Paul Raushenbush: Dwelling in the Cathedral of John Lewis' Spirit

Official Portrait of John Lewis By U.S. Congress from Wiki Commons

I’m imagining Rep. John Lewis’ spirit today, just a few days after his bodily life ended. I want to take time here, taking my hat off, entering with humility and hope, removing my shoes, gazing with wonder at the spirit’s great cathedral filled with multi-colored light streaming in through illuminating windows, each reflecting another story in his life.

And what a life. From the beginning to the end he placed his body where he was needed most, challenging the most virulent disease of racism and was determined to be a cure. John Robert Lewis the Freedom Rider, the Civil Rights Orator, the Strategic Activist, the Breaker of Oppressive Rules, the Non-Violent Protester, the Bridge Crosser, the ‘Good Troubler’, the Vote Demander, the Righteous Legislator, the Believer in Love, the Child of God, the Follower of Jesus.

In the Cathedral, the Mosque, the Synagogue, the Temple, the Gurdwara, of John Robert Lewis’ spirit, the doors are open wide to all the people, the wisdom of every tradition is shared, where people of every nation offer a collective prayer for America, one that demands repentance, atonement, and reparation, delivered with a deep, enduring love for humanity and a belief in the power to change. It ends with a call for conversion, to come to the altar of Justice, with the promise of peace.

Oh, and the music! “Without music, the civil rights movement would have been like a bird without wings,” Lewis once said. In the Cathedral of Lewis’ spirit, the music binds the community in solidarity, awakens hearts with joy and inspiring radical praise-singing: “I woke up this morning, with my mind staying on Freedom;” “We Shall Overcome;” “But if God got us then we gon’ be alright, Do you hear me, do you feel me? We gon’ be alright.” Music created by the people for the people, rising up, mixed with prayer, lifting the vaulted ceilings up and off, the mountains and the hills joining the song, and the trees clapping their hands, reaching up to the heavens where God and all God’s angels join the Chorus singing Liberation!

In the Cathedral of Lewis’ spirit there is learning - from the lectern, around the circle, people hear the teaching of non-violence, the path of love. Written on the walls, and engraved on the floor are the example of Jesus, the method of Gandhi, the philosophy of Thoreau, the teachings of the great religions, and the commitment to take time, to study, to be transformed to be convicted to a lifetime commitment to the way of peace and the way of love. No matter what happens. Whether beaten, whether arrested and thrown in jail, committing our lives to a new way, a better way.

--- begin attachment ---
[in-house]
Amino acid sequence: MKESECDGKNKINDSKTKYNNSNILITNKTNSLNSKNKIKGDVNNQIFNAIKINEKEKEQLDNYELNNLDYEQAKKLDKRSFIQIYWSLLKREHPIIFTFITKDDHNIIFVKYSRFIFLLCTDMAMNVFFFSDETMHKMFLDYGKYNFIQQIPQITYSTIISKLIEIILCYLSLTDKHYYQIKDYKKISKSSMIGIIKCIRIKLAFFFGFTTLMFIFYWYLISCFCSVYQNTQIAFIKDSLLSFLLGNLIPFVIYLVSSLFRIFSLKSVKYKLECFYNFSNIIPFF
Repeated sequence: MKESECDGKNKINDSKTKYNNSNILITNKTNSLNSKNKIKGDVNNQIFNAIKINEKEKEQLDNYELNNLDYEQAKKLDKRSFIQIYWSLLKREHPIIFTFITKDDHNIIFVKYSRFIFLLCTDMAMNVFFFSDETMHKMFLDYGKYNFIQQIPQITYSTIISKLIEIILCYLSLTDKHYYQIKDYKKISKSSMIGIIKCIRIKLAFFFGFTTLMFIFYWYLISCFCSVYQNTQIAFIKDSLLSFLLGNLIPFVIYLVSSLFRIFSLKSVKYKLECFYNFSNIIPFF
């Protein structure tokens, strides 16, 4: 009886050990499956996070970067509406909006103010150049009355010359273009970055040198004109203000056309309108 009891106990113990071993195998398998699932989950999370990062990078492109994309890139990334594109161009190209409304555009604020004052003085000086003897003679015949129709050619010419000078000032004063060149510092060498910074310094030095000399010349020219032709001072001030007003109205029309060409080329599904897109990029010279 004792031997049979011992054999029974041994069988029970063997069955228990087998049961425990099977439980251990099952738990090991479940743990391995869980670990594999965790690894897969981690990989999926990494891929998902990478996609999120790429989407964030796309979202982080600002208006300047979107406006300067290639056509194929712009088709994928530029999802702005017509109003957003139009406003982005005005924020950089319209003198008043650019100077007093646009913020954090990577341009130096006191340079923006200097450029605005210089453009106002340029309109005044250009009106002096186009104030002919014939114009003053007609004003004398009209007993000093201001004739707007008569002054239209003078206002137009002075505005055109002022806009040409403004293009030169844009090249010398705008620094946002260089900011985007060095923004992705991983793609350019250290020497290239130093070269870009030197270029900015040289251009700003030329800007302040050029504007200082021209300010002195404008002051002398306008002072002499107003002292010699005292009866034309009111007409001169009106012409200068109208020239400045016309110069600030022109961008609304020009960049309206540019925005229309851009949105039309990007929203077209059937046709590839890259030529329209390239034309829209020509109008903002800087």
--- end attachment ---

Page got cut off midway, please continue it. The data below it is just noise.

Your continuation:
In the Great Cathedral of Lewis’ spirit are many rooms, intimate spaces for encounters of reconciliation. In one of those rooms, there is a stained-glass window that tells a particular story of one occasion in 1961, when a group of young white men attacked John Lewis and his seatmate, a young white man when they tried to enter a so-called ‘white waiting room.’ These guys jumped them, beat them, and left them lying in a pool of blood.

Almost 50 years later, one of the guys who beat John Lewis, came to his office in Congress and said, “Mr. Lewis, I beat you, I attacked you, I want to apologize, will you forgive me?” And his son, who had been encouraging his father to do this for some time, his son gave Lewis a hug, the father gave Lewis a hug, they both started crying. And Lewis hugged them back and said: “Yes, I forgive you.” And all three of them cried and continued to see one another and call one another brother.

And Lewis’ own reflections on this incident are inscribed underneath the window:

“And that is what the movement is about. We are one people, we are one family, we are one house. One love.”

Even as I get comfortable in my imaginary Cathedral, John Robert Lewis’ spirit says it’s time to go - get out into the streets, into the legislative halls, the organizing rooms, the schools, the Interfaith Spaces and do the work that religion is meant to do. “The Church should be a headlight, not a taillight” Lewis reminds me. Telling me again: “The church should be out front leading the way. If you are going to live up to the teachings of the Great Teacher and follow in the tradition of the great leaders of faith, you have to be out there, shining the light, preaching the Good News, and living the Good News. You have to make it real.”

As we leave the sacred hall we hear Psalm 27, ringing in our hearts like giant bells reminding us of sacred time, as stirring as the Call to Prayer, bracing like a Shofar: The Lord is my light, and my salvation; He is the strength of my life. Whom shall I fear?” So, I join the other humans, marching, dancing, praising, shouting as we join one another, thankful for the great spirit of John Robert Lewis, that lives on, in Power, in Peace, and in all of us who continue his work, to make this world more just, more loving, and to do our part in the ongoing work to create the Beloved Community.


Paul Raushenbush is Senior Advisor for Public Affairs and Innovation at IFYC (Interfaith Youth Core) promoting a narrative of positive pluralism in America, while researching and developing cutting edge interfaith leadership. He is the Editor of Interfaith America.

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This post originally appeared on, July 21, 2020, and is used with permission.